The expanded use of a heart-valve replacement technology for patients too ill for open-heart surgery, approved only in June by the Food and Drug Administration, was adopted quickly by doctors at the Heart & Vascular Institute.
Transcatheter Mitral Valve Replacement, or TMVR, allows doctors to replace a malfunctioning mitral valve — either the patient’s own or bioprosthetic valve from a previous surgery — using a small tube called a catheter inserted into a large vein in the groin instead of conventional open-heart surgery. The FDA’s approval applies specifically to the Sapien 3 Transcatheter Heart Valve from Edwards Lifesciences.
“Approval is limited to patients who are deemed a high risk for repeat open-heart surgery,” says Dr. Raymond McKay, one of the doctors who performed the first TMVR procedure at the Heart & Vascular Institute in August, “and only for patients who have already undergone previous surgical mitral valve replacement.”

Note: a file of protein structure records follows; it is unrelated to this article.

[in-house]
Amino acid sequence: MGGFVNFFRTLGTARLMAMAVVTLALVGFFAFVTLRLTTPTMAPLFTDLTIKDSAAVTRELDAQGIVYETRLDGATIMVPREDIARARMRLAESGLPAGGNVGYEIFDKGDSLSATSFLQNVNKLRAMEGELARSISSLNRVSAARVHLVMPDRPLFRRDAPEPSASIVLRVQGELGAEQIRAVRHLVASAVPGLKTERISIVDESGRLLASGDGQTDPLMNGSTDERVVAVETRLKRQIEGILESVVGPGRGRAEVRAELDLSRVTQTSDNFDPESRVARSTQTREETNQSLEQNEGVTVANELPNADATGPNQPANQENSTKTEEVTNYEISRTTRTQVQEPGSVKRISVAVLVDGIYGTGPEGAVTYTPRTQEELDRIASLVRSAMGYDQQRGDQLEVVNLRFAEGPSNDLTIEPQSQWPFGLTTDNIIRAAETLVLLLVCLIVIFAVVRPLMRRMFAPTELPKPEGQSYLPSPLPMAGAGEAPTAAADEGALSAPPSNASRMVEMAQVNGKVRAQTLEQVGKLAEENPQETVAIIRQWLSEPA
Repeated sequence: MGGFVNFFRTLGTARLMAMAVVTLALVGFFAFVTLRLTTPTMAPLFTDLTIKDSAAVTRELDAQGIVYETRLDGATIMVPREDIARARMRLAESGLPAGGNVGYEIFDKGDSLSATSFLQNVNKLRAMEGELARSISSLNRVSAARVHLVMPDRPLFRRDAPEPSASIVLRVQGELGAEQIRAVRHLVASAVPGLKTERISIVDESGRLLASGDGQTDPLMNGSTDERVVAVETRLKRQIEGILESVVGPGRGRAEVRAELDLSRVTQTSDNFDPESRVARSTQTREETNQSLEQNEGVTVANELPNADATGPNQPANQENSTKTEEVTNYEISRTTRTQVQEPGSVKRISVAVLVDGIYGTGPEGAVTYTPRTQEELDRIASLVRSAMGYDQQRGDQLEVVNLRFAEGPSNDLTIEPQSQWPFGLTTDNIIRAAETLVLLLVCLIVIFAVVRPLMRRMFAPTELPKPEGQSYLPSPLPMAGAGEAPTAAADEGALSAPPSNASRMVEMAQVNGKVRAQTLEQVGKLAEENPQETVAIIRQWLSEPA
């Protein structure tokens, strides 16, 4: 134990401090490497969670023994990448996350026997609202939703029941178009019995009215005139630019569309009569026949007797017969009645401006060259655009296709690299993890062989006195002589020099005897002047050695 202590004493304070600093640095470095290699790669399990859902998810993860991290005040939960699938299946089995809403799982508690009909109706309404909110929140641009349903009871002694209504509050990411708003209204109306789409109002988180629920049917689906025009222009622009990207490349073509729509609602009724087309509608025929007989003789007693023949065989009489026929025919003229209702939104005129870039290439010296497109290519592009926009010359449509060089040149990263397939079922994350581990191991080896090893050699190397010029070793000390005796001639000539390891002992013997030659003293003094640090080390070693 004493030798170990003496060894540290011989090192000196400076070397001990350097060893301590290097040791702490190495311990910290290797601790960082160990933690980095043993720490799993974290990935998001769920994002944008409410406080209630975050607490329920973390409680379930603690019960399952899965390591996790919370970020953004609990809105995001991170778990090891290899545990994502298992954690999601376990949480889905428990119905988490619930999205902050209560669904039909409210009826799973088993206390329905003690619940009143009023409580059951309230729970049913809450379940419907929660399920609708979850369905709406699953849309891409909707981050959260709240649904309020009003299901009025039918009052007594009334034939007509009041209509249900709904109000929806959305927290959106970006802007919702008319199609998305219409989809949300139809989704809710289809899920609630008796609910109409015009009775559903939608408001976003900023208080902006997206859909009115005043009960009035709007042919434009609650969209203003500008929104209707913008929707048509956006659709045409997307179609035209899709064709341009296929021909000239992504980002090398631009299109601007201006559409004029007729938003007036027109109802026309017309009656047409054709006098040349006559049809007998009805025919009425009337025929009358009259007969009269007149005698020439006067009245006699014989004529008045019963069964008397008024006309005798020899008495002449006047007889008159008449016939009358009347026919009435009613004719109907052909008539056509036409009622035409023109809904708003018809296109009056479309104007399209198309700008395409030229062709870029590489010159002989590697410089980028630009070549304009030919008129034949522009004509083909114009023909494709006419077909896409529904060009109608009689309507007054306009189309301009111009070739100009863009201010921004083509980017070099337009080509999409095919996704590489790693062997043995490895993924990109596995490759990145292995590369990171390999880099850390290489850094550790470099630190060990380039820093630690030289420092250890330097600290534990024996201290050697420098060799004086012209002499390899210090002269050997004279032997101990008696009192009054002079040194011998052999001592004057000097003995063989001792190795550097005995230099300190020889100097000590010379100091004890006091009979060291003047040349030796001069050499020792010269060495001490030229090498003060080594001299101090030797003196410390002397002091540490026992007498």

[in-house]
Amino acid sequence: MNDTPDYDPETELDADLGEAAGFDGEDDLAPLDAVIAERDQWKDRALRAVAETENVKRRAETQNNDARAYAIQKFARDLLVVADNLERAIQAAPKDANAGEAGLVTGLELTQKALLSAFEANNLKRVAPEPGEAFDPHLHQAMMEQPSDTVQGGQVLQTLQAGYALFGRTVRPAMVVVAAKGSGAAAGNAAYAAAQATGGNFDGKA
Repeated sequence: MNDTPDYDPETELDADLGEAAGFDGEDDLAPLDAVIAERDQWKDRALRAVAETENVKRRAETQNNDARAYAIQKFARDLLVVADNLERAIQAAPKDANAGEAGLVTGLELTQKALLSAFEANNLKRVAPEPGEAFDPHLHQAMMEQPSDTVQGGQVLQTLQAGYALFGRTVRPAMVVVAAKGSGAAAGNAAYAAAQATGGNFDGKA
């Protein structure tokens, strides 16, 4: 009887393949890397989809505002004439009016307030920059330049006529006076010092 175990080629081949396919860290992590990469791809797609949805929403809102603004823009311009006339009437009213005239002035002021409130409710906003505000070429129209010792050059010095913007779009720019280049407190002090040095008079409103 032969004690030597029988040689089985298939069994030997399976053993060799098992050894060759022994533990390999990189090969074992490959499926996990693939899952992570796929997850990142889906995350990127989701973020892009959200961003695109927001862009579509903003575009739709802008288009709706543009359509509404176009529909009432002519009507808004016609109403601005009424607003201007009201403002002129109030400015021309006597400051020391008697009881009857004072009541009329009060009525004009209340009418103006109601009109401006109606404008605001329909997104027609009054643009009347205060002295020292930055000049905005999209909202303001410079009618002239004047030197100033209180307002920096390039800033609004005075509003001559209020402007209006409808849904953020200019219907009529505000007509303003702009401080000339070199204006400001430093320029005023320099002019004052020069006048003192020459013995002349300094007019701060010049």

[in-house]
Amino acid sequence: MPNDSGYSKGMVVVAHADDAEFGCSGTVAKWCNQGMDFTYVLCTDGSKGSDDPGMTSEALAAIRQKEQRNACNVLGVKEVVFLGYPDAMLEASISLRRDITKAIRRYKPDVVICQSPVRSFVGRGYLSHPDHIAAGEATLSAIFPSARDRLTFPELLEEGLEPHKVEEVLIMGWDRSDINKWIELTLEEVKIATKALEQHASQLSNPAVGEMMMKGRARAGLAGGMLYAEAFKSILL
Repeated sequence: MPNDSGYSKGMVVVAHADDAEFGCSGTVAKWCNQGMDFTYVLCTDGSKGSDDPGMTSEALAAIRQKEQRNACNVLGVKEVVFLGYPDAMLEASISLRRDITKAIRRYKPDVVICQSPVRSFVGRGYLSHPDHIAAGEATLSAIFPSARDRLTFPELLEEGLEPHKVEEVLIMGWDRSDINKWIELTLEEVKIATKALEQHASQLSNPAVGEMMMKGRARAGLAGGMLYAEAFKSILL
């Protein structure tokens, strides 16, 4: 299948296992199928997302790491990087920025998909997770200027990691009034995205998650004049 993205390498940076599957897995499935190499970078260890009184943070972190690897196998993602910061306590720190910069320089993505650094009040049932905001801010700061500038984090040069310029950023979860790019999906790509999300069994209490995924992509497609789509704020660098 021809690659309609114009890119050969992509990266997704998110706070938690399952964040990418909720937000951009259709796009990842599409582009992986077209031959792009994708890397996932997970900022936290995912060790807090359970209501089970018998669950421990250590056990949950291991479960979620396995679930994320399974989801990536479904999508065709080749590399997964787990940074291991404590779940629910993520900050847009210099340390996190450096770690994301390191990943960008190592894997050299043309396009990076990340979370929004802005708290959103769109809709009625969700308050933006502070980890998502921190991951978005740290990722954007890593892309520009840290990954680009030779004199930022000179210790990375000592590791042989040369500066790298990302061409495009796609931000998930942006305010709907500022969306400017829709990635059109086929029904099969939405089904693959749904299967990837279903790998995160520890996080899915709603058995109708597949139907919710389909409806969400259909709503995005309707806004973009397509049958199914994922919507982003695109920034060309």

The mitral valve, two flaps between the left atrium and left ventricle, controls blood flow between the two chambers. It’s a one-way valve, allowing blood from the left atrium into the left ventricle while preventing the reverse flow into the left ventricle. Mitral valve regurgitation, when the valve doesn’t close properly and allows backward blood flow, can cause shortness of breath, fatigue, swollen ankles or feet and heart palpitations.
TMVR uses the same technology as the Transcatheter Aortic Valve Replacement, or TAVR, approved by the FDA in November 2011 for use in inoperable patients and in October 2012 for use in high-risk patients. The procedure, which places a new aortic valve within the existing valve, is also being used now in moderate-risk cases.
Some hospitals use what’s known as off-label TAVR, not approved by FDA — about 10 percent of all TAVR procedures in the United States. These procedures were associated with higher in-hospital 30-day and one-year mortality rates, though the one-year mortality rate was similar to the FDA-approved TAVR, according to the Transcatheter Valve Therapy Registry.